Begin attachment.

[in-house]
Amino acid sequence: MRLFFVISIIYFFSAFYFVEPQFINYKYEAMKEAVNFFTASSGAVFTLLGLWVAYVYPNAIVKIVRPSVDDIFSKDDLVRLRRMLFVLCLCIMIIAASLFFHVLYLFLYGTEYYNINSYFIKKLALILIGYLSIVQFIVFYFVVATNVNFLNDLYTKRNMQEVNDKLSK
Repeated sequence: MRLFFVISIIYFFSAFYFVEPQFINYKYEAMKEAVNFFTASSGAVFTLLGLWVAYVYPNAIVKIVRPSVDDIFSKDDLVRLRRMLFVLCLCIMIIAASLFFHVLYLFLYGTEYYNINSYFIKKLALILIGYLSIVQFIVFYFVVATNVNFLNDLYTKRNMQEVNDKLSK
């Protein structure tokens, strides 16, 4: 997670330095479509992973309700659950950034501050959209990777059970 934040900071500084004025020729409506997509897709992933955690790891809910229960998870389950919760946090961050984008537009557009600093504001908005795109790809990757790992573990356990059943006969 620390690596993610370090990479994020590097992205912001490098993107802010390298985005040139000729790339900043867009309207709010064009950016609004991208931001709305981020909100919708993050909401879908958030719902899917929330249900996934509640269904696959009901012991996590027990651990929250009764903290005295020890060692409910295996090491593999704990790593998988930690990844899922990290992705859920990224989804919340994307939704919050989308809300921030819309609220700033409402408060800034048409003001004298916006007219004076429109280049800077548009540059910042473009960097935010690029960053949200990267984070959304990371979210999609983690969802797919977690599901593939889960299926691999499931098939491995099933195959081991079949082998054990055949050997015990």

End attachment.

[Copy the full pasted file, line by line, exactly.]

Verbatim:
[in-house]
Amino acid sequence: MRLFFVISIIYFFSAFYFVEPQFINYKYEAMKEAVNFFTASSGAVFTLLGLWVAYVYPNAIVKIVRPSVDDIFSKDDLVRLRRMLFVLCLCIMIIAASLFFHVLYLFLYGTEYYNINSYFIKKLALILIGYLSIVQFIVFYFVVATNVNFLNDLYTKRNMQEVNDKLSK
Repeated sequence: MRLFFVISIIYFFSAFYFVEPQFINYKYEAMKEAVNFFTASSGAVFTLLGLWVAYVYPNAIVKIVRPSVDDIFSKDDLVRLRRMLFVLCLCIMIIAASLFFHVLYLFLYGTEYYNINSYFIKKLALILIGYLSIVQFIVFYFVVATNVNFLNDLYTKRNMQEVNDKLSK
């Protein structure tokens, strides 16, 4: 997670330095479509992973309700659950950034501050959209990777059970 934040900071500084004025020729409506997509897709992933955690790891809910229960998870389950919760946090961050984008537009557009600093504001908005795109790809990757790992573990356990059943006969 620390690596993610370090990479994020590097992205912001490098993107802010390298985005040139000729790339900043867009309207709010064009950016609004991208931001709305981020909100919708993050909401879908958030719902899917929330249900996934509640269904696959009901012991996590027990651990929250009764903290005295020890060692409910295996090491593999704990790593998988930690990844899922990290992705859920990224989804919340994307939704919050989308809300921030819309609220700033409402408060800034048409003001004298916006007219004076429109280049800077548009540059910042473009960097935010690029960053949200990267984070959304990371979210999609983690969802797919977690599901593939889960299926691999499931098939491995099933195959081991079949082998054990055949050997015990």